Following on from my previous post about foodie cities brings me to an interesting point. When in Paris there’s French food everywhere, in Rome – Italian is easy to come by, New York – plenty of hearty American fare and Bangkok has Thai cuisine from all over the country. So where’s all the British food in London?
Ask anyone, what is British food? Their answer will invariably be either fish n chips or roast dinner. To a degree they’re not wrong, most pubs and restaurants claiming to be British will serve some variation on this theme.
But in the modern, gentrified and millennial age I think most British people would say that British food has evolved. We are a well travelled and mostly cultured bunch who enjoy the fact that our multi cultural melting pot of a country means you can get fantastic versions of many international dishes in even provincial cities.
Take for example my home town of Plymouth, down in the deep south of Devonshire. It has a pretty bad rep for being a bit of a cultural backwater and a long way from everywhere, which isn’t an entirely undeserved reputation to be honest. But in Plymouth for example you can get decent Japanese (Yukisan), tapas (Maratimo), Thai (Thai House) not to mention Turkish (Shirley Valentines) and of course the ubiquitous Indian/Chinese. However it’s fairly easy to find decent British food too… The Barbican Kitchen, The Greedy Goose, River Cottage Kitchen, Rock Salt, The Waterfront to name but a few, are all pretty damn good and reasonably priced.
Back to London, the big glitzy capital of our nation and the widely acclaimed ‘best city in the world’. A wander around most of zone one and you’d be forgiven for thinking that the best British food can muster is a chain called Bill’s and an assortment of high end burger joints. Don’t get me wrong, Bill’s is OK and if you want some British food then give it a shot, but where is the glut of amazing British food restaurants??
Answer: Mostly in pubs. Historically British dining out would have been done in pubs or inns alongside a big glass of beer – at least for the working classes – and this continues today. British food in a cafe setting tends to mean a ‘greasy spoon’ (E.Pellici and Regency Cafe are the famous examples of this in central London) which is generally where you get a fried breakfast. Or of course you can get an afternoon tea of cakes and sandwiches in numerous cafes across the capital. But historically as a Brit, the pub is where you got your slap up grub.
However not all pubs are created equal. Generally a Taylor-Walker, Nicholson’s or Wetherspoons is going to serve a very generic, pre packaged version of classic British fare such as pie and mash, fish and chips or scampi. So you end up in a gastro pub paying £15-25 for a fusion version of the same thing you could have had in a Nicholson’s for a tenner.
Then, let’s say you’re a visitor from a Muslim country… You’re probably not going into a pub to experience British culture and food and you’ll probably end up on Edgware road eating, well, middle eastern food. Or you’re an Italian family with two kids, it’s Friday night and all the suited media and finance types are packing out all the best pubs getting drunk – you’re not going to drag your family in to a boisterous environment to grab a bite are you?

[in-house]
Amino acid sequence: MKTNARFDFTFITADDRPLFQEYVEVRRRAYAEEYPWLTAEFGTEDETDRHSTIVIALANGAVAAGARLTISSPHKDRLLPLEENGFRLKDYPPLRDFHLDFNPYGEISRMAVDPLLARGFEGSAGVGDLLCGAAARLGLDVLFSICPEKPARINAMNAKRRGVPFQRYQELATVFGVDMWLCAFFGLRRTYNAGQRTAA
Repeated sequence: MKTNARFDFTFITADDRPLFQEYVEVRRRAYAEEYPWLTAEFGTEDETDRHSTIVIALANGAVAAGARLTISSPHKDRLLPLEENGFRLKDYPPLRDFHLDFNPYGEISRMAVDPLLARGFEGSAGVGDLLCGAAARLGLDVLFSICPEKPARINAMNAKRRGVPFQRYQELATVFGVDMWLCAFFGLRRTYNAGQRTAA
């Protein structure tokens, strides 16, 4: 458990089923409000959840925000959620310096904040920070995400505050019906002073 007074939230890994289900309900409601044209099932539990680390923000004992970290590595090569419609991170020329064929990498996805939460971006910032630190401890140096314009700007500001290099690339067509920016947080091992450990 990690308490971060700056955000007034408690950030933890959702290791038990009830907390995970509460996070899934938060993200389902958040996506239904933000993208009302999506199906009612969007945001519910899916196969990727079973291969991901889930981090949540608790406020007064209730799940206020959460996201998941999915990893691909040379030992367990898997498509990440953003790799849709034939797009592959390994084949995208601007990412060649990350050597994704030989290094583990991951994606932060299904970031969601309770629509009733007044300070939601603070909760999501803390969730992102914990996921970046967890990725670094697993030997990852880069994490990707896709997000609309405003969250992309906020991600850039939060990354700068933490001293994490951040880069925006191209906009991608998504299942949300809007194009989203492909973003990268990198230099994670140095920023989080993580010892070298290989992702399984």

The truth is, for excellent modern British food in London you need to head out from zone one, mostly.
Some of the best British food can be found in suburban spots, especially Brixton, Islington and Hackney.
Further north and Heirloom in Crouch End has a good reputation and The Gate (which has several chains in Islington, Hammersmith and Marble Arch) delivers exceptional vegetarian cuisine in a British style. Chriskitch in Hoxton is also excellent but fairly high class dining as is nearby Hoi Polloi.
So it is there, but my gripe is mainly that British food is hard to find and when you do find it, it’s either exclusive and expensive or at the other end, pre-packaged tat. There is little to point at and proudly proclaim, ‘See our amazing food’ like, say Spanish, Japanese or Turkish people can.
People often say there’s plenty of choice in central London, then point to restaurants like Rules as an example of classic British food. But a cursory glance at the menu shows one dish costing as much as a meal for two in some of the places listed above. See also Chiltern Firehouse and The Ivy for the same problem. Hawksmoor meanwhile is supposed to be modern British food but it’s all meat, which is fine to a degree, but steak isn’t a uniquely British dish, you can get that anywhere in the world – probably a lot cheaper too.
Even our ‘celebrity’ chefs can’t be completely relied on. Jamie Oliver chooses to do Italian but has recently opened some more British themed restaurants (to be fair I do like Jamie’s restaurants), Gordon ‘F@#king’ Ramsay has several options but I hear mixed reports – I’ll update this article as soon as I try one of his restaurants.
What I’m getting at is that if you want to casually rock up in London of a weekend and have a decent bit of modern British fare, you’re not going to find it in central London unless you pay through the nose or go to a bad chain pub. There are a couple of caffs where you can get a full English breakfast, or you can head to Borough Market, Brick Lane or South Bank for some great street food, but a sit down meal with the family is pretty much out of the question unless you make a trek to the ‘burbs or sit in a pub.
Sadly as London business rates are about to go up we are probably about to see less interesting and affordable British restaurants in Soho and Shoreditch and more chains like Five Guys, Nandos and Aberdeen Steak House. Oh and a word to the wise, NEVER go to an Aberdeen Steak House.
NOTE: This is entirely based on my own observations, eating habits and experiences. If anyone would like to correct me as to the phenomenal British dining options in central London then please do in the comments below!